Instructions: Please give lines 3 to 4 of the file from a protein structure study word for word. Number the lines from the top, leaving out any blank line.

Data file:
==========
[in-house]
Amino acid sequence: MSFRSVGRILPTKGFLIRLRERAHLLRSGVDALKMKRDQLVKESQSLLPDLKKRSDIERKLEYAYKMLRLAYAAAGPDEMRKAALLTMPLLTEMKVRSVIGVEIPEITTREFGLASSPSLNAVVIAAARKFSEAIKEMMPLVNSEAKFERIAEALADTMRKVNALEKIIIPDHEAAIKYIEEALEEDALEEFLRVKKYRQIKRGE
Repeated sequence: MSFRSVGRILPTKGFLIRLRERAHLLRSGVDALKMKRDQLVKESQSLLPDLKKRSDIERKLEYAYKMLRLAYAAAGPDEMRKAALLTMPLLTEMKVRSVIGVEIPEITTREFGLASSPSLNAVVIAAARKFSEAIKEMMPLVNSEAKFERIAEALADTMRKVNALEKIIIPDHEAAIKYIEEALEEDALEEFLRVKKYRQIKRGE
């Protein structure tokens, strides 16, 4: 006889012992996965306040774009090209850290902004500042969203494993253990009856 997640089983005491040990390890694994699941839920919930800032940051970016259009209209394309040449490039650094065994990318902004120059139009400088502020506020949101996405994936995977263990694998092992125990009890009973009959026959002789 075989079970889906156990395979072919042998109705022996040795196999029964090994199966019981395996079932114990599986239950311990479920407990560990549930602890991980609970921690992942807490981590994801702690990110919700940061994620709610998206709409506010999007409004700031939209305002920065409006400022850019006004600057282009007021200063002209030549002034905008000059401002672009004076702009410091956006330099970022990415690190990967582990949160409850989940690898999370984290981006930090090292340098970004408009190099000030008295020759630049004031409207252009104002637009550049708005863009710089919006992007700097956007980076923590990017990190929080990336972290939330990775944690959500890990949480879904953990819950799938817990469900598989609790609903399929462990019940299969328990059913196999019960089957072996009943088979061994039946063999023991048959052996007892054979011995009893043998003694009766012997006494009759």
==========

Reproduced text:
Repeated sequence: MSFRSVGRILPTKGFLIRLRERAHLLRSGVDALKMKRDQLVKESQSLLPDLKKRSDIERKLEYAYKMLRLAYAAAGPDEMRKAALLTMPLLTEMKVRSVIGVEIPEITTREFGLASSPSLNAVVIAAARKFSEAIKEMMPLVNSEAKFERIAEALADTMRKVNALEKIIIPDHEAAIKYIEEALEEDALEEFLRVKKYRQIKRGE
């Protein structure tokens, strides 16, 4: 006889012992996965306040774009090209850290902004500042969203494993253990009856 997640089983005491040990390890694994699941839920919930800032940051970016259009209209394309040449490039650094065994990318902004120059139009400088502020506020949101996405994936995977263990694998092992125990009890009973009959026959002789 075989079970889906156990395979072919042998109705022996040795196999029964090994199966019981395996079932114990599986239950311990479920407990560990549930602890991980609970921690992942807490981590994801702690990110919700940061994620709610998206709409506010999007409004700031939209305002920065409006400022850019006004600057282009007021200063002209030549002034905008000059401002672009004076702009410091956006330099970022990415690190990967582990949160409850989940690898999370984290981006930090090292340098970004408009190099000030008295020759630049004031409207252009104002637009550049708005863009710089919006992007700097956007980076923590990017990190929080990336972290939330990775944690959500890990949480879904953990819950799938817990469900598989609790609903399929462990019940299969328990059913196999019960089957072996009943088979061994039946063999023991048959052996007892054979011995009893043998003694009766012997006494009759």